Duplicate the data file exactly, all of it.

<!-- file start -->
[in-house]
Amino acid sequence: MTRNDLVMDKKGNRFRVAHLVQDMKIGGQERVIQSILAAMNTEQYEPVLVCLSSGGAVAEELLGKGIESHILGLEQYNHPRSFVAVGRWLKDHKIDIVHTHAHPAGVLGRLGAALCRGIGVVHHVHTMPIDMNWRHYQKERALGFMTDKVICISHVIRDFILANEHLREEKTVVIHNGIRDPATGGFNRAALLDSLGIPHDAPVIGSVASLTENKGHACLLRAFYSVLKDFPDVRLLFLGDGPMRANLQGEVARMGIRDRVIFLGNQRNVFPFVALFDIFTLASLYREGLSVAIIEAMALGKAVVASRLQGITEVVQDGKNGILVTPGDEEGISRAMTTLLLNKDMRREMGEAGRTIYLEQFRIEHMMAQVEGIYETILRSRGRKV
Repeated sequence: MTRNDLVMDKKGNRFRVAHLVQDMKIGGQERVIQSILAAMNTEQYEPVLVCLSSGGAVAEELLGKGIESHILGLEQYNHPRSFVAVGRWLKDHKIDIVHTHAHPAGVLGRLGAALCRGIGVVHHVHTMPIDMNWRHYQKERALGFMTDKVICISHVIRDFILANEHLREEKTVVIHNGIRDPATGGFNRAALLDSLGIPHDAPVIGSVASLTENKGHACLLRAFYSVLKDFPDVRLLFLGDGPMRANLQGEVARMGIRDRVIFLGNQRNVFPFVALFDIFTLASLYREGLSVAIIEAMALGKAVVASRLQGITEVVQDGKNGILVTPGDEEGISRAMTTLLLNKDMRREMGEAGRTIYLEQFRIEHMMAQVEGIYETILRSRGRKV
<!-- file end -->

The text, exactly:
[in-house]
Amino acid sequence: MTRNDLVMDKKGNRFRVAHLVQDMKIGGQERVIQSILAAMNTEQYEPVLVCLSSGGAVAEELLGKGIESHILGLEQYNHPRSFVAVGRWLKDHKIDIVHTHAHPAGVLGRLGAALCRGIGVVHHVHTMPIDMNWRHYQKERALGFMTDKVICISHVIRDFILANEHLREEKTVVIHNGIRDPATGGFNRAALLDSLGIPHDAPVIGSVASLTENKGHACLLRAFYSVLKDFPDVRLLFLGDGPMRANLQGEVARMGIRDRVIFLGNQRNVFPFVALFDIFTLASLYREGLSVAIIEAMALGKAVVASRLQGITEVVQDGKNGILVTPGDEEGISRAMTTLLLNKDMRREMGEAGRTIYLEQFRIEHMMAQVEGIYETILRSRGRKV
Repeated sequence: MTRNDLVMDKKGNRFRVAHLVQDMKIGGQERVIQSILAAMNTEQYEPVLVCLSSGGAVAEELLGKGIESHILGLEQYNHPRSFVAVGRWLKDHKIDIVHTHAHPAGVLGRLGAALCRGIGVVHHVHTMPIDMNWRHYQKERALGFMTDKVICISHVIRDFILANEHLREEKTVVIHNGIRDPATGGFNRAALLDSLGIPHDAPVIGSVASLTENKGHACLLRAFYSVLKDFPDVRLLFLGDGPMRANLQGEVARMGIRDRVIFLGNQRNVFPFVALFDIFTLASLYREGLSVAIIEAMALGKAVVASRLQGITEVVQDGKNGILVTPGDEEGISRAMTTLLLNKDMRREMGEAGRTIYLEQFRIEHMMAQVEGIYETILRSRGRKV